Materials Science and Engineering Calendar

Back to Listing

Materials Science and Engineering - Hard Materials Seminar - “Machine learning for thin film growth and microelectronics: Exploring process optimization, self-driving reactors, and application-driven codesign”

Event Type
Seminar/Symposium
Sponsor
Materials science and Engineering Department
Location
100 Materials Science and Engineering Building, 1304 W. Green Street, Urbana
Date
Nov 3, 2022   4:00 pm  
Speaker
Angel Yanguas-Gil, Principal Materials Scientist, Argonne National Laboratory
Views
23
Originating Calendar
MatSE Hard Materials Seminar Calendar

“Machine learning for thin film growth and microelectronics:  Exploring process optimization, self-driving reactors, and application-driven codesign”

In this presentation, I will explore how machine learning can help accelerate the development, optimization, and integration of novel materials. This is a critical need in applications such as microelectronics and decarbonization. In particular, I will focus on three different areas: First, at the process development and manufacturing scale, I will explore how machine learning can accelerate the optimization of thin film growth processes based on atomic layer deposition.  Here we have pursued two complementary approaches: we have demonstrated the use of deep neural networks to carry out few-shot and one-shot optimization, and we have also experimentally realized a self-driving ALD tool capable of optimizing an ALD process without a human in the loop. This results on a x100 speed up of the process optimization. Second, at the materials design scale, we are developing new machine learning techniques to realize application-driven co-design in microelectronics. In particular, I will introduce a backpropagation through hardware approach that can be used to optimize architectures for AI at the edge for smart sensing applications. As an exemplar, we have explored the optimization of architectures incorporating tunable resistive coatings to enable computing and sensing under extreme environments, focusing on RF signal processing applications. Finally, in the structure-property relation space, I will briefly describe how we are generalizing effective medium approximations to incorporate realistic constraints such as fluctuations in composition of composite phases or uncertainty in the properties of the individual phases or the interfaces between components. We are currently applying these models to understand the intrinsic limitations of advanced conductors based on metal-carbon composites.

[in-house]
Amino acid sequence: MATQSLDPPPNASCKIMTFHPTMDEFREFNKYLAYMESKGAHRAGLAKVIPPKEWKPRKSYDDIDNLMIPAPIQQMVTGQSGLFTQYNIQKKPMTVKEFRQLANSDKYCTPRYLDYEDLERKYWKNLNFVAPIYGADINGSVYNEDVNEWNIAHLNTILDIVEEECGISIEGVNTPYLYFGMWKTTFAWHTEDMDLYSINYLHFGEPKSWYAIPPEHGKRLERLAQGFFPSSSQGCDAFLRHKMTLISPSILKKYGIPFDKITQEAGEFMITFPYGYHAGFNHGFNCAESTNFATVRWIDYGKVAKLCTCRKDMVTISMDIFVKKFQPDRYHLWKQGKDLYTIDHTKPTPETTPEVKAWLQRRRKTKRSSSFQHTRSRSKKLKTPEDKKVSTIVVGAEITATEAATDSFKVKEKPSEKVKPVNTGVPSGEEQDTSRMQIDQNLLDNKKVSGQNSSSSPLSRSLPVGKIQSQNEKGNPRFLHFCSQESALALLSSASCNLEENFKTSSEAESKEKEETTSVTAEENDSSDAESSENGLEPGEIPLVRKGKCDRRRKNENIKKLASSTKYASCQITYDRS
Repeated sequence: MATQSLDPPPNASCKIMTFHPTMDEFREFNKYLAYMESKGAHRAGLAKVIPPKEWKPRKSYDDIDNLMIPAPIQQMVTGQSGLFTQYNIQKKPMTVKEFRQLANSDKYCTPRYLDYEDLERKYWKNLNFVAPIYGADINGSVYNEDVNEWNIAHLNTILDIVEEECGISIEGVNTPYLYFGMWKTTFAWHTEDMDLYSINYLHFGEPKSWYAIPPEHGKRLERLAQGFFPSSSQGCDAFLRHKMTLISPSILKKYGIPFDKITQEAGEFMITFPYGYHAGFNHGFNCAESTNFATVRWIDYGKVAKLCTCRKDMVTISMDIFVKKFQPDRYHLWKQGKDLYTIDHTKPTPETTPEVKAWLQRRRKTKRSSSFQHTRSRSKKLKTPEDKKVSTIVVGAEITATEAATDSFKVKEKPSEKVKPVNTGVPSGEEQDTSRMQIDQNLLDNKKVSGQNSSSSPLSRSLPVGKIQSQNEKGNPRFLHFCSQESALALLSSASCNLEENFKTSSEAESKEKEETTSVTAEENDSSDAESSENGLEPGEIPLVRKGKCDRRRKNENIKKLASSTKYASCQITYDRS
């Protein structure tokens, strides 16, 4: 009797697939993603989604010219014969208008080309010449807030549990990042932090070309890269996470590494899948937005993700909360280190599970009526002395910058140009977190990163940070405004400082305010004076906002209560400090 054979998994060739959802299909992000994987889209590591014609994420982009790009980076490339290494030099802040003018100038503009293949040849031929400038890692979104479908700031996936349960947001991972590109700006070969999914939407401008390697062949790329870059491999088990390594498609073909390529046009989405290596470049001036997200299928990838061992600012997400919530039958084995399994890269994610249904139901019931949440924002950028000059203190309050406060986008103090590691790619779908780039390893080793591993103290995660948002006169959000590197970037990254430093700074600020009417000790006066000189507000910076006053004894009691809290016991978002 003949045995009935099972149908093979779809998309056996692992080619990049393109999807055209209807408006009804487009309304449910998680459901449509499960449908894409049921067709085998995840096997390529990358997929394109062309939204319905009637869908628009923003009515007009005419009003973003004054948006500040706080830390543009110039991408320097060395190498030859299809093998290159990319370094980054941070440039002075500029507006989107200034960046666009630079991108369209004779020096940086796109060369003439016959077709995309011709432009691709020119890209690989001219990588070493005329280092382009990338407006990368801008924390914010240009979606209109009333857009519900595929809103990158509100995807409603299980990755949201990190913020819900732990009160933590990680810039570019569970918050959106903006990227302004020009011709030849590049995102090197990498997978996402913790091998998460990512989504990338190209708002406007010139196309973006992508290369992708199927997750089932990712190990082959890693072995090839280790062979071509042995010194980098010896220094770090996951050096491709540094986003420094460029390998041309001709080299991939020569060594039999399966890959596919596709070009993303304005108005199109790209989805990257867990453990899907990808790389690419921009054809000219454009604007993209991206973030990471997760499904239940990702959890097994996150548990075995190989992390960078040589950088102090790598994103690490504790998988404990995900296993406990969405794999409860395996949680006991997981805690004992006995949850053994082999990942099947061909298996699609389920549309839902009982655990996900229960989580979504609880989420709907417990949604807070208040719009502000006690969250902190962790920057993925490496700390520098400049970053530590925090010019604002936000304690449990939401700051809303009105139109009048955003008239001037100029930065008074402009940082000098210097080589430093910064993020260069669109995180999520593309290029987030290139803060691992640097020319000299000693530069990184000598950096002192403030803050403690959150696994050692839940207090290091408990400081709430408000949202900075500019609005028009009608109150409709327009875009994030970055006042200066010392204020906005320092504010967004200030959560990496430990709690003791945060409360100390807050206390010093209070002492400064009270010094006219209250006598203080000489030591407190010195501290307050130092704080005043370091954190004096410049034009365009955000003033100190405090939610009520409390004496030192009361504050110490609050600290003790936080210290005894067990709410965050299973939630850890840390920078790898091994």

link for robots only